In 2008, the Pittsburg Steelers won a riveting NFL Super Bowl game against the unlikely Arizona Cardinals. Damn near as exciting as the championship game of the previous year, where the New York Giants magnificently defeated the unblemished New England Patriots. With 2009 quietly shifting gears towards another enticing NFL season, every fan of the sport watches, waits, and feverishly anticipates what their favorite teams will do this coming year.
My squad is the Minnesota Vikings.
And yes... yellow can be manly...
As of this moment, Brett Favre, the waning 40-year-old quarterback who is destined for Hall of Fame greatness is once again "debating" his comeback from retirement. And guess whom every sports writer and pigskin fan declares as the obvious choice for such desperate investments… my team, the Vikings. :roll:
For anyone who has followed the Favre-melodrama the last few years, this silly bout of emotional gossip is nothing new. "The love for the game is strong", or "it's so difficult to walk away, couch coaches wouldn't understand", or "who even cares anymore", are all legitimate ways to logically excuse such back-and-forth whiney nonsense. My only suggestion as a hardcore fan of football, and of the man himself – stay retired Mr. Favre, please!
If you are into football as much as I am, the question hovering around the sports world and fans alike is undoubtedly there… "If Dreski is able to cheer for a team (the Vikings) who is accustom to coming up short (losing) so often, why begrudge the idea of bringing in a tried and true veteran (Favre) who can give them a decent shot at the big game (the Super Bowl) for JUST one year???"
Well, I'm happy you asked! Simply put, Brett Farve has been in the league for nearly 20 years – which is most of his adult life – and the man would be mighty wise to avoid further tarnishing his immaculate reputation and overall health. But isn't that something American football players are known and paid for (not the reputation part), resilience and physical endurance? Correct! Since the upgrade from the fashionably useless leather helmets, the NFL has become a catalyst for high-impact action that causes crowds to cringe with awe, or either scream for more broken bones. It's a silly generalization on my part, but the fact stands: people PAY MONEY for healthy able bodies to run up and down the field, ready and willing to smash anything in their path with extreme prejudice.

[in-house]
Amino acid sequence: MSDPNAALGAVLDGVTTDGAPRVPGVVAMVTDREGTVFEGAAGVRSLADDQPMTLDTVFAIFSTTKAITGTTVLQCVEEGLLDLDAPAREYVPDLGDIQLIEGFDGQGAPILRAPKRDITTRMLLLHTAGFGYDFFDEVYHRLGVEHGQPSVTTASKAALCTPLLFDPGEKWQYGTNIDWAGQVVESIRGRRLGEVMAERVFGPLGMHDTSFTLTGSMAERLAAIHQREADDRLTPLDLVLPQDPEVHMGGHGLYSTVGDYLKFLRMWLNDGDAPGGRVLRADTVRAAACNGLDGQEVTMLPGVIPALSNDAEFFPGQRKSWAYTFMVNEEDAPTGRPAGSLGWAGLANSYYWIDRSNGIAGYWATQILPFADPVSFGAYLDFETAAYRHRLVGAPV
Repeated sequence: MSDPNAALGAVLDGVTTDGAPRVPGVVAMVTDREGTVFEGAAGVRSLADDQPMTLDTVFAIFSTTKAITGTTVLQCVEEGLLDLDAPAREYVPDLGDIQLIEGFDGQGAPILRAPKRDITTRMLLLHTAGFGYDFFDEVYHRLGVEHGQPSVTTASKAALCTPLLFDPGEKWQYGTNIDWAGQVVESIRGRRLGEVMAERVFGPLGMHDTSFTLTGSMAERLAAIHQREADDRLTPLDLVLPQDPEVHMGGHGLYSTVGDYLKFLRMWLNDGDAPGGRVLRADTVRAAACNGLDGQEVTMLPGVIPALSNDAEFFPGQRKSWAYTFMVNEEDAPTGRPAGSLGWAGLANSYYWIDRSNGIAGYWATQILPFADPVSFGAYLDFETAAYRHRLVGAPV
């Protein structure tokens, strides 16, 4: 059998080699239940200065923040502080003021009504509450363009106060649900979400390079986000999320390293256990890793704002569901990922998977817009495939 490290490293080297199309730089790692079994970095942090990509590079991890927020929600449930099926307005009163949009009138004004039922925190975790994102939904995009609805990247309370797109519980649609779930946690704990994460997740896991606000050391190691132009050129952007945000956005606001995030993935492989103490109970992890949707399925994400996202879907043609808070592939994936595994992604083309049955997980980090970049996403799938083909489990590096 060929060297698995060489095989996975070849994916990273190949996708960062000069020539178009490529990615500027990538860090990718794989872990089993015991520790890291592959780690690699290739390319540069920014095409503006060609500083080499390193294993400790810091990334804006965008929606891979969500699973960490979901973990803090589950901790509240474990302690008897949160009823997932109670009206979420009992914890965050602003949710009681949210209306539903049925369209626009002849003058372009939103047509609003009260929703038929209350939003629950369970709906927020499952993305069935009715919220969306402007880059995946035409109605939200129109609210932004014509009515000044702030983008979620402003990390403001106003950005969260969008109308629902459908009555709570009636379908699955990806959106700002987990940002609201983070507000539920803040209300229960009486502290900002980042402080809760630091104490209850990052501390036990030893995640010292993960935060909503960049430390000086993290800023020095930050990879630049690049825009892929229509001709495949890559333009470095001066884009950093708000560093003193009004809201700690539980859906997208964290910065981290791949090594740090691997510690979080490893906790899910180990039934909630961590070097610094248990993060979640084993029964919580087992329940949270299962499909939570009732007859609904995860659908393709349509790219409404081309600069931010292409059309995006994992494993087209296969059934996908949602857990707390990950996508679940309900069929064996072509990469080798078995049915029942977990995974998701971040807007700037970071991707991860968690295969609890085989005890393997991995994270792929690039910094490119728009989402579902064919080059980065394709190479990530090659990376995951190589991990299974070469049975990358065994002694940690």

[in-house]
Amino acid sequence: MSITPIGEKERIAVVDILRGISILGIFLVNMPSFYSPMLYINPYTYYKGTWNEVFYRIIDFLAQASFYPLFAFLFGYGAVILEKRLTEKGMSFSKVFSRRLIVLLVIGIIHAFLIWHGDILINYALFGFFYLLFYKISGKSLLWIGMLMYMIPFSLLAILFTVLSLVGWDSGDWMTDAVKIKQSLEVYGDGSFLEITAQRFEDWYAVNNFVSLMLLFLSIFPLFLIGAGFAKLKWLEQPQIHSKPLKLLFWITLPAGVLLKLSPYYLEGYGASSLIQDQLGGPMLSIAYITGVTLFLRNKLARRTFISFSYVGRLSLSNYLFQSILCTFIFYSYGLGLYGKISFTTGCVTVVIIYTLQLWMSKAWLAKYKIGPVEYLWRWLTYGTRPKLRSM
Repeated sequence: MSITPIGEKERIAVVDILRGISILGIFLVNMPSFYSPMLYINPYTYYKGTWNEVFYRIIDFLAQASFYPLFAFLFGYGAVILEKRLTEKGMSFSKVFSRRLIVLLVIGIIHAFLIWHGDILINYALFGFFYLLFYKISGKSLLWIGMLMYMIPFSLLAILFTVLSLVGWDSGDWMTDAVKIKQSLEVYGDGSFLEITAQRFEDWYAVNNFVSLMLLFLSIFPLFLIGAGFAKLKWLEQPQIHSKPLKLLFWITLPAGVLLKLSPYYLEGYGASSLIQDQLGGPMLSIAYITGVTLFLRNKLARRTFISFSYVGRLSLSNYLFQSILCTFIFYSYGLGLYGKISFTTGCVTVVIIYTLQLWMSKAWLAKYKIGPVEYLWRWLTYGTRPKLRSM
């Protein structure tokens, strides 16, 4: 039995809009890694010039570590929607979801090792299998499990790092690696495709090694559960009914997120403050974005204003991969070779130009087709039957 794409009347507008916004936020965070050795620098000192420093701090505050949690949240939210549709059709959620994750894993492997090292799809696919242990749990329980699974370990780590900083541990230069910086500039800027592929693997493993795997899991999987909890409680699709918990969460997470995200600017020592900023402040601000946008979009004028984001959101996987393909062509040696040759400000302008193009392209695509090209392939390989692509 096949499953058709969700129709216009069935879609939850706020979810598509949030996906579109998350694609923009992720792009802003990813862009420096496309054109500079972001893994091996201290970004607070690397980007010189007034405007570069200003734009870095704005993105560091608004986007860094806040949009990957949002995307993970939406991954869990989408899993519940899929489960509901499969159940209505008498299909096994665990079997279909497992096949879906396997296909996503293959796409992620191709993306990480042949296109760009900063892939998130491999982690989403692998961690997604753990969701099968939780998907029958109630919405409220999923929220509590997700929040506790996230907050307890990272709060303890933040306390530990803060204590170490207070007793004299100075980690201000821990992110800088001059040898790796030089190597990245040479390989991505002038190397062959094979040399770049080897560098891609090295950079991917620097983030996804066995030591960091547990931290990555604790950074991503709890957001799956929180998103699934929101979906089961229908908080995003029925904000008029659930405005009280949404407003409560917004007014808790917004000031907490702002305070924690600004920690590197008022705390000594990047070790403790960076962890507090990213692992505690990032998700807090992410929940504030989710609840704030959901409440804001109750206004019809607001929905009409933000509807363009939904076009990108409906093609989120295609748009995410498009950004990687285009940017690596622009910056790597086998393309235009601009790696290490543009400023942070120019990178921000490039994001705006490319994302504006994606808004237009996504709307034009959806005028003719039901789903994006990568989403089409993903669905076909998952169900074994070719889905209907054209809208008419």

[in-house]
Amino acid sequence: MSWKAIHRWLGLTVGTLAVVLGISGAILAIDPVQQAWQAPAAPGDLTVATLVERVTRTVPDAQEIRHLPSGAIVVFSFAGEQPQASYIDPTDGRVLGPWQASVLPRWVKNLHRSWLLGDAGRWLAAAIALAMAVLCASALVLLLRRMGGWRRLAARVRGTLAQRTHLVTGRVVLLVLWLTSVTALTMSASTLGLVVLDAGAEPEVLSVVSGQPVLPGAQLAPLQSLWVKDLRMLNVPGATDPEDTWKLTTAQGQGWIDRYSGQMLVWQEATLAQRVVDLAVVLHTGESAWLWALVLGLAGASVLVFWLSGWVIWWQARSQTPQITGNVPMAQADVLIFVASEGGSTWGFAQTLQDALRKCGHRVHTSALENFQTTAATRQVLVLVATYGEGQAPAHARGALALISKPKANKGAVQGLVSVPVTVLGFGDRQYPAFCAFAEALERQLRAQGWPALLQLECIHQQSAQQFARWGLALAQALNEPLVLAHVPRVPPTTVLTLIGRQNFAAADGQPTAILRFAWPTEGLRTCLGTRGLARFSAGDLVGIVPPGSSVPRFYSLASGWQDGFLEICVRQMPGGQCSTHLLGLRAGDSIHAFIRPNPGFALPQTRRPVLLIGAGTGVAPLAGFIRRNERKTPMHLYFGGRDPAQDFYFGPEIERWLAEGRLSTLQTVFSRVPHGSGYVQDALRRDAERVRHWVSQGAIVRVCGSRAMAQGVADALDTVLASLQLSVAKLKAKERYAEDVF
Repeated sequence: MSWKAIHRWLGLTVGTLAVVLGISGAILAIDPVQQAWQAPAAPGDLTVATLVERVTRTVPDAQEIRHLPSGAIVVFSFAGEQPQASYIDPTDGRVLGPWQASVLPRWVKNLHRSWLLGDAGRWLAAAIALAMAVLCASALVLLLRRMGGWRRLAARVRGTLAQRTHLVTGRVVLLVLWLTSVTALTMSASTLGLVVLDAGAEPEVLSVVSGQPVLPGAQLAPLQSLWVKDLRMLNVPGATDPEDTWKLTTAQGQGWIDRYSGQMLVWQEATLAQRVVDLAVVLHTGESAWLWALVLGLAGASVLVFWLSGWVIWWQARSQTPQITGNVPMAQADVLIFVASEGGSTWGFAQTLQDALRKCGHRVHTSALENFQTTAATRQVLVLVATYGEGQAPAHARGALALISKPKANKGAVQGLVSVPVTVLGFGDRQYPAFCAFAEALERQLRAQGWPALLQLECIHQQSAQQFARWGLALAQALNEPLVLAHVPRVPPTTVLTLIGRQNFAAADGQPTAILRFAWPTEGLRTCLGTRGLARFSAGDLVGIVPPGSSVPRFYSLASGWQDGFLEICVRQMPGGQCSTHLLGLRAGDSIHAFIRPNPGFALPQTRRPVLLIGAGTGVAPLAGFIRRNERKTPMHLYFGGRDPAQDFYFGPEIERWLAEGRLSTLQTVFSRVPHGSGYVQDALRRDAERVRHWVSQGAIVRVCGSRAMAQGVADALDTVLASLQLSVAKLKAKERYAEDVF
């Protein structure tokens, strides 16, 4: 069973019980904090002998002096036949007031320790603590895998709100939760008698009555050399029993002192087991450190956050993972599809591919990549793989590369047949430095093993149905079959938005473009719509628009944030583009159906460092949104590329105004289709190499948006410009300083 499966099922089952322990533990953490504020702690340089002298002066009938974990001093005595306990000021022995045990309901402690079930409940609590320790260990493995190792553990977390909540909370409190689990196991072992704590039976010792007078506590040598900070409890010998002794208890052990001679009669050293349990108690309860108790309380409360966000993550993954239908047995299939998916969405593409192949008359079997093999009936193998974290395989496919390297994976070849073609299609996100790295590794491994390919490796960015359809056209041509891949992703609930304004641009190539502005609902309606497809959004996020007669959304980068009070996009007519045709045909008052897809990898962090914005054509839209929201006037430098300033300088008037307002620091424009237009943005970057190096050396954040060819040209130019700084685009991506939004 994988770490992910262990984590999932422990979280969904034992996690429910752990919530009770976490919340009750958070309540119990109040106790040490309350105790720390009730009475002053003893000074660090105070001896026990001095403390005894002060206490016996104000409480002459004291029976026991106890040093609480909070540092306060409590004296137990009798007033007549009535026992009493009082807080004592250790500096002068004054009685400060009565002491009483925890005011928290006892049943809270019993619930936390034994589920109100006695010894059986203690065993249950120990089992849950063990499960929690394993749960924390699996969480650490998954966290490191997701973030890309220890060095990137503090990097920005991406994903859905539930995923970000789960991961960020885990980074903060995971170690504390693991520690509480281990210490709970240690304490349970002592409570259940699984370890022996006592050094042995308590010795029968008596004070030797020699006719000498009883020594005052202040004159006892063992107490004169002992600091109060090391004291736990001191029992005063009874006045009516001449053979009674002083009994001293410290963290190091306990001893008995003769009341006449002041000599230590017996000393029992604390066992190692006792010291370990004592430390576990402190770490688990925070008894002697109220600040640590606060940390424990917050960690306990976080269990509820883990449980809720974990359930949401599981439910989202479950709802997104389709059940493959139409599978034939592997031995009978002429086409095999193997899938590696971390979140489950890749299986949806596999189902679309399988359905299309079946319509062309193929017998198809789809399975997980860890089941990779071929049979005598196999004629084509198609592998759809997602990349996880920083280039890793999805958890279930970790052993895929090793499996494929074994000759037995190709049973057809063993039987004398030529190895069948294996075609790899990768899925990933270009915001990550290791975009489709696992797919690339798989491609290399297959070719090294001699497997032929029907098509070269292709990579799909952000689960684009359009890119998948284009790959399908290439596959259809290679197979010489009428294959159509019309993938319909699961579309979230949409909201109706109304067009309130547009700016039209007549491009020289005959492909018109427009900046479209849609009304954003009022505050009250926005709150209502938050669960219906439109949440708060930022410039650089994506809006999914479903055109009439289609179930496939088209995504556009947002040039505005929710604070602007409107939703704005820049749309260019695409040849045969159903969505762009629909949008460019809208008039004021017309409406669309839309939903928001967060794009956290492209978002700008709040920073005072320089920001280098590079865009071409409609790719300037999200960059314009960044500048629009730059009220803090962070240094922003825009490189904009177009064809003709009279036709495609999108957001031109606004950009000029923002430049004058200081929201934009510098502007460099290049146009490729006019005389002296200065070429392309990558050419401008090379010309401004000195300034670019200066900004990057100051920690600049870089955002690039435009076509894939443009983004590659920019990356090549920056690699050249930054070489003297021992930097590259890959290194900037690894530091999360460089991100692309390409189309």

Brett Favre is 39 years old, and his extreme juice is running on "E". This is not some bitter team/player mud tossing. The man has a torn up shoulder AND bicep (his throwing arm), which needs surgery if he plans on returning to the sport. Medically speaking, the procedure is pretty straightforward and common among athletes who use their arms so much. Within 6 to 8 weeks, Favre (if he returns from retirement, again) could be on the field come week 1, with any team that wants him. Honestly speaking, there is TOO much risk investing in a deteriorating quarterback. His years of experience, enthusiasm for the game, a pass that resembles laser speed, one Super Bowl ring, and a undeniable urge to prove his manly fortitude all sound like a worthwhile gamble. A gamble many are saying Minnesota/Favre-haters would be crazy to pass up on. But what do you do when that legendary figure takes one heaping hit and doesn't bounce back up with a smile? What if he doesn't fully recover from his surgery? Would a few too many wild interceptions be fair for the defense? How do you even begin to justify medical expenses for a double-retiree to Viking supporters; fans who've seen their fair share of semi-useful, partly broken quarterbacks
The current standard in MN quarterbacking... it hurts!